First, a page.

Deseret News (Salt Lake City)
March 29, 2003
Anthony Breznican AP entertainment writer
LOS ANGELES — First noticed for his turn as a misogynist in 1997′s “In the Company of Men,” Aaron Eckhart is trying to place himself in the company of leading men.
“I feel like I want to do more heroic roles,” said Eckhart, who has also played Julia Roberts’ dubious biker boyfriend in “Erin Brockovich” and Renee Zellweger’s sleazy husband in “Nurse Betty.”
“I haven’t been able to go to most of my movies with my family,” added the 35-year-old actor, who’s single. “I wouldn’t go to my movies with my mom and dad. . . . They like it when I play good guys.”
Eckhart stars as a clean-cut hero who journeys to the center of the Earth in the doomsday saga “The Core.” Despite the actor’s history of unsavory characters, “The Core” director Jon Amiel said he has always “seen a leading man lurking” in Eckhart, whose square- jawed face is topped by disheveled blond hair.
“He’s wonderfully good-looking, but not impossibly good-looking,” Amiel said. “He has a sort of craggy realness to his face — more Harrison Ford than Tom Cruise.”
Raised in northern California, Eckhart moved with his parents and two older brothers to England at age 13, and later lived in Australia, Hawaii, France and Switzerland. His interest in acting developed in high school.
Eckhart’s career breakthrough in “In the Company of Men” resulted from a friendship forged in the early 1990s with writer-director Neil LaBute when the two attended Brigham Young University in Provo.
LaBute’s theater productions, often dealing with sexual insecurities, psychological cruelty and everyday immoral savagery, shocked the Mormon campus — and Eckhart was often the star.
“It’s a very conservative school. They’re doing relatively mainstream theater and don’t have an appetite for the other stuff,” he said. “We just developed a relationship working really hard on our plays, and we would do them one time because the school would shut the theater down. It was very controversial.”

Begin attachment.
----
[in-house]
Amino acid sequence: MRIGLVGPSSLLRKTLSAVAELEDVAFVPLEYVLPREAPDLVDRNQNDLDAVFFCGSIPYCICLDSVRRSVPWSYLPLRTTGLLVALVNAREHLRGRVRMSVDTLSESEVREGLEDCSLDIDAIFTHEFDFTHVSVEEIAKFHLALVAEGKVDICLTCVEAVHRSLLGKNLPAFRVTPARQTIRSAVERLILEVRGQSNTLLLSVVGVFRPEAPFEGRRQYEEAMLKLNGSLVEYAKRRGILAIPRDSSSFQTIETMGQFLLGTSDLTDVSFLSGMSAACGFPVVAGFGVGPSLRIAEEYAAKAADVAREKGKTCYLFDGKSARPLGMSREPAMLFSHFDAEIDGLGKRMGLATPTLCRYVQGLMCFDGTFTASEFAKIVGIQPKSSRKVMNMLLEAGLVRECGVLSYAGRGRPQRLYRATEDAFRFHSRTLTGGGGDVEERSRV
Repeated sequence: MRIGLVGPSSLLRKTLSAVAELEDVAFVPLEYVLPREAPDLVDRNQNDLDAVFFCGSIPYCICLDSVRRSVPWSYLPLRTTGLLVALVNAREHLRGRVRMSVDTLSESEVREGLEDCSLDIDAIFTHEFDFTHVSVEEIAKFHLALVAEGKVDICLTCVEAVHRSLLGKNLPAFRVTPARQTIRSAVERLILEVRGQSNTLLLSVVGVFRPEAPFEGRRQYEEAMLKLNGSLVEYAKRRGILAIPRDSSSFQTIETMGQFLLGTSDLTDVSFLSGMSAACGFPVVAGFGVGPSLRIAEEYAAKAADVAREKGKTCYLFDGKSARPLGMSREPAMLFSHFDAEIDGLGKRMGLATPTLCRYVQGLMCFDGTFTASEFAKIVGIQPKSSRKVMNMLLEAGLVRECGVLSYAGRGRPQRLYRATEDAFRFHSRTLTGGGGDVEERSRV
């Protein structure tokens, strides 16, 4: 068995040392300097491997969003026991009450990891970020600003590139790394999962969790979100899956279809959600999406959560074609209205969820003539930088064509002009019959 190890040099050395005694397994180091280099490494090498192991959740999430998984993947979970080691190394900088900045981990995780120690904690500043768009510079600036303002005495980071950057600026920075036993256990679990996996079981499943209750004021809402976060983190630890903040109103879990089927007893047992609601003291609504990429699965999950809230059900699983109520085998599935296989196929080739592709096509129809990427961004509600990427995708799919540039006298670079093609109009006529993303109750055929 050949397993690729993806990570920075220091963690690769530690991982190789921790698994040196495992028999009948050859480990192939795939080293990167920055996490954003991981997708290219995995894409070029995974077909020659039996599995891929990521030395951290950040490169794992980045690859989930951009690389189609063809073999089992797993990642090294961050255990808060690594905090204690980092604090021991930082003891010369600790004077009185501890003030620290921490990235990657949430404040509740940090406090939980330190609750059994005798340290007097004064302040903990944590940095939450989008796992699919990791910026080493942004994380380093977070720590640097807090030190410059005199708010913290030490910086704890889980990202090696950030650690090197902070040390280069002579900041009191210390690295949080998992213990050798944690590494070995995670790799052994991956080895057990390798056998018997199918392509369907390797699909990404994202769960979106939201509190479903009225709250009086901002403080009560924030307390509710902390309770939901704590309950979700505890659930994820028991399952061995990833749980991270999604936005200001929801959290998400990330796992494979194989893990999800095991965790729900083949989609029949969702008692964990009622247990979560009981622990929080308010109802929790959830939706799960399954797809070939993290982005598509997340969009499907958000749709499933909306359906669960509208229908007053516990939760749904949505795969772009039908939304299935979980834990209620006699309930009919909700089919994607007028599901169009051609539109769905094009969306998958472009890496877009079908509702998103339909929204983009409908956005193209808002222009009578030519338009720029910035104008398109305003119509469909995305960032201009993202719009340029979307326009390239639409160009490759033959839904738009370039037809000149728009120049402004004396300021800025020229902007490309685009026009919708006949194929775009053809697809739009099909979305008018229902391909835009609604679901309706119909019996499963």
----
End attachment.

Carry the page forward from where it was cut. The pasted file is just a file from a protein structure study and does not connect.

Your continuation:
He becomes annoyed when asked how his Mormon faith influences his work, saying he shouldn’t be “the poster child” for the church.
“It’s a great moral culture. It has a lot of character. It’s family-oriented. It stands for hard work. It stands for believing in something. . . . Whether or not I personally can abide by it 24 hours a day, seven days a week — that’s my own problem. People are titillated by that sort of stuff.”
Eckhart was a struggling actor in New York, subsisting on a handful of tiny movie roles and TV commercials, when LaBute asked him to star in “In the Company of Men,” about an office worker who conspires with a colleague to emotionally destroy a deaf woman for sport.
That first film for both went on to win the Filmmakers Trophy at the 1997 Sundance Film Festival.
“My entire life changed, going from absolutely having nothing . . . to getting opportunities to do great work,” Eckhart said.
“Not big movies, but leads,” he emphasized.
Suddenly, the actor found himself with stage fright. “I didn’t feel like I could do it on my own,” he said, choosing to stay close to LaBute “to slowly bring myself into this world” and learn more about the craft.
The pair made three more films together, starting with Eckhart playing a narcissist whose love for himself cripples his marriage in the 1998 psychodrama “Your Friends and Neighbors.”
His first likable starring role in 1999′s “Molly” resulted in a critical and commercial flop: with Elisabeth Shue playing a dreamy autistic woman and Eckhart as her supportive brother.
He resumed making inroads to mainstream Hollywood with supporting roles in “Erin Brockovich,” the football drama “Any Given Sunday” and the Jack Nicholson murder mystery “The Pledge,” working with directors Steven Soderbergh, Oliver Stone and Sean Penn, respectively.
The 2000 comedy “Nurse Betty,” about a woman who becomes infatuated with a soap-opera character after witnessing a killing, strayed from the audacious cynicism of Eckhart and LaBute’s previous films — although Eckhart again played a slime ball.
LaBute gave him the chance to play a romantic character alongside Gwyneth Paltrow in last year’s “Possession,” adapted from the A.S. Byatt novel about two contemporary scholars investigating an apparent love affair between two Victorian poets.
In the book, Eckhart’s character was a stuffy, dowdy Englishman, but LaBute converted him to a handsome, charismatic American — which displeased fans of the novel, but benefited Eckhart’s screen image.
After paying his dues in edgy cinema, the actor now says he wants to make a run at stardom in big-budget pictures. (In his next film, the serial-killer thriller “Suspect Zero,” he stars with Ben Kingsley.)
“I sit there and sometimes say, ‘Why not me?’ . . . I can be mediocre just like the next guy,’ ” he said, laughing.
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